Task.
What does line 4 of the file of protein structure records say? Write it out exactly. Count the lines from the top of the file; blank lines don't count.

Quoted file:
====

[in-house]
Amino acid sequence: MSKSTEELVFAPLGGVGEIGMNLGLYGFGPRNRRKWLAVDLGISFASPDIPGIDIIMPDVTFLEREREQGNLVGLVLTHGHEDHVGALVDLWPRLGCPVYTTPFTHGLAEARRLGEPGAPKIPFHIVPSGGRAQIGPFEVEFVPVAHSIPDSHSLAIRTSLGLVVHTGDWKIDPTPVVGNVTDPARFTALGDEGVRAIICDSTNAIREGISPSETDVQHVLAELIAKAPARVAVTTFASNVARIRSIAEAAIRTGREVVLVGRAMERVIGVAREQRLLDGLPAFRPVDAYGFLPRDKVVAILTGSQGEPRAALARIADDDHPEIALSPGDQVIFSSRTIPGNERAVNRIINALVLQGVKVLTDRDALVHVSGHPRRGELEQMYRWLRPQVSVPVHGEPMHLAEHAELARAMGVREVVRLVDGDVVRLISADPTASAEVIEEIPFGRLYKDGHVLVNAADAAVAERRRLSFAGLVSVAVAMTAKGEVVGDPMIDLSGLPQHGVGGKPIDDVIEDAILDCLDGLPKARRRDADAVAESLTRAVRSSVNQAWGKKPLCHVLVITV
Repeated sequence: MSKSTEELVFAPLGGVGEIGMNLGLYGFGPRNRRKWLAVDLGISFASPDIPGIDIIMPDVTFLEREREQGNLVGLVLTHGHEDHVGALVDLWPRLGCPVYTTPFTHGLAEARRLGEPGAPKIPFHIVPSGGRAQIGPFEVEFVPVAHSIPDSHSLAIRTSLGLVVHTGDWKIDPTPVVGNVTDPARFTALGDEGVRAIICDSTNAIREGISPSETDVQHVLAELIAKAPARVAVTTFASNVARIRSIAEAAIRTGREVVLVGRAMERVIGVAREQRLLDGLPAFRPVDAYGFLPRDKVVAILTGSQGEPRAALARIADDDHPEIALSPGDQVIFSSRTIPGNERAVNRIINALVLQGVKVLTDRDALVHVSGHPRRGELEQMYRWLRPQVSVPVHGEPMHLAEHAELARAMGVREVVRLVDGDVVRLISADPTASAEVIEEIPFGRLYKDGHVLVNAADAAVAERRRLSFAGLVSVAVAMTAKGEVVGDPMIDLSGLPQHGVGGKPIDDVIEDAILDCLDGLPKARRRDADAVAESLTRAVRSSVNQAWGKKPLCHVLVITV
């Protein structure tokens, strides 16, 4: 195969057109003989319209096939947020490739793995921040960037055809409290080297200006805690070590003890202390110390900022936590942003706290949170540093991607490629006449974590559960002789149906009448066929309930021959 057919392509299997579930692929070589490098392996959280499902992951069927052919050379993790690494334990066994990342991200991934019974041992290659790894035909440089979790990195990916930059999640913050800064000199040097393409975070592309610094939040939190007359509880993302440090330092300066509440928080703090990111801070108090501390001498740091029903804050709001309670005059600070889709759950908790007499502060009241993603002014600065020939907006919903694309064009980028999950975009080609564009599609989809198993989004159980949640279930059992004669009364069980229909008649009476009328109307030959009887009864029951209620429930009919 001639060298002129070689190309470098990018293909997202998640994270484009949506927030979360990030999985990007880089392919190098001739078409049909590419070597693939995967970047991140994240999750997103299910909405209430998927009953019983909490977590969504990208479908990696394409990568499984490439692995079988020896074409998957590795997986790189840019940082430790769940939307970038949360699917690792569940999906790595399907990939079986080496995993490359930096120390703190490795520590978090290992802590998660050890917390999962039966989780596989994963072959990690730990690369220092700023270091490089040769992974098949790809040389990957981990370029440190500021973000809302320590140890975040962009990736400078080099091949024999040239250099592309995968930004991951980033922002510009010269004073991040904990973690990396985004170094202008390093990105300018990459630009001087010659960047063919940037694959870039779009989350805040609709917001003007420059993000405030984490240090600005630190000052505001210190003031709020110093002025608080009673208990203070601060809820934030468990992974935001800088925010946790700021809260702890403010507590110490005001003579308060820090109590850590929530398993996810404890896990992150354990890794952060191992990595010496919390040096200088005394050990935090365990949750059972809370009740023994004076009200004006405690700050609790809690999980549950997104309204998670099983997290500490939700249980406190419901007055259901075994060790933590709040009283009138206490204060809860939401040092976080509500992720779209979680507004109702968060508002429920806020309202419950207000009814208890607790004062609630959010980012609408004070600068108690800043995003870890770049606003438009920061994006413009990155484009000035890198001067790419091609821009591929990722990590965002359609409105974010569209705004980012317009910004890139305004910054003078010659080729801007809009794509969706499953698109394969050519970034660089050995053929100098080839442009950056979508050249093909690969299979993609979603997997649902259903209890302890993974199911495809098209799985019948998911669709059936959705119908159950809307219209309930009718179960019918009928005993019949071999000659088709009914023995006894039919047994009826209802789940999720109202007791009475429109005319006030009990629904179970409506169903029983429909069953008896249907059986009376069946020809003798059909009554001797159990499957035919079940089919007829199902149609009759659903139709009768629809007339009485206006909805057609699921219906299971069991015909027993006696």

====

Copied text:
């Protein structure tokens, strides 16, 4: 195969057109003989319209096939947020490739793995921040960037055809409290080297200006805690070590003890202390110390900022936590942003706290949170540093991607490629006449974590559960002789149906009448066929309930021959 057919392509299997579930692929070589490098392996959280499902992951069927052919050379993790690494334990066994990342991200991934019974041992290659790894035909440089979790990195990916930059999640913050800064000199040097393409975070592309610094939040939190007359509880993302440090330092300066509440928080703090990111801070108090501390001498740091029903804050709001309670005059600070889709759950908790007499502060009241993603002014600065020939907006919903694309064009980028999950975009080609564009599609989809198993989004159980949640279930059992004669009364069980229909008649009476009328109307030959009887009864029951209620429930009919 001639060298002129070689190309470098990018293909997202998640994270484009949506927030979360990030999985990007880089392919190098001739078409049909590419070597693939995967970047991140994240999750997103299910909405209430998927009953019983909490977590969504990208479908990696394409990568499984490439692995079988020896074409998957590795997986790189840019940082430790769940939307970038949360699917690792569940999906790595399907990939079986080496995993490359930096120390703190490795520590978090290992802590998660050890917390999962039966989780596989994963072959990690730990690369220092700023270091490089040769992974098949790809040389990957981990370029440190500021973000809302320590140890975040962009990736400078080099091949024999040239250099592309995968930004991951980033922002510009010269004073991040904990973690990396985004170094202008390093990105300018990459630009001087010659960047063919940037694959870039779009989350805040609709917001003007420059993000405030984490240090600005630190000052505001210190003031709020110093002025608080009673208990203070601060809820934030468990992974935001800088925010946790700021809260702890403010507590110490005001003579308060820090109590850590929530398993996810404890896990992150354990890794952060191992990595010496919390040096200088005394050990935090365990949750059972809370009740023994004076009200004006405690700050609790809690999980549950997104309204998670099983997290500490939700249980406190419901007055259901075994060790933590709040009283009138206490204060809860939401040092976080509500992720779209979680507004109702968060508002429920806020309202419950207000009814208890607790004062609630959010980012609408004070600068108690800043995003870890770049606003438009920061994006413009990155484009000035890198001067790419091609821009591929990722990590965002359609409105974010569209705004980012317009910004890139305004910054003078010659080729801007809009794509969706499953698109394969050519970034660089050995053929100098080839442009950056979508050249093909690969299979993609979603997997649902259903209890302890993974199911495809098209799985019948998911669709059936959705119908159950809307219209309930009718179960019918009928005993019949071999000659088709009914023995006894039919047994009826209802789940999720109202007791009475429109005319006030009990629904179970409506169903029983429909069953008896249907059986009376069946020809003798059909009554001797159990499957035919079940089919007829199902149609009759659903139709009768629809007339009485206006909805057609699921219906299971069991015909027993006696």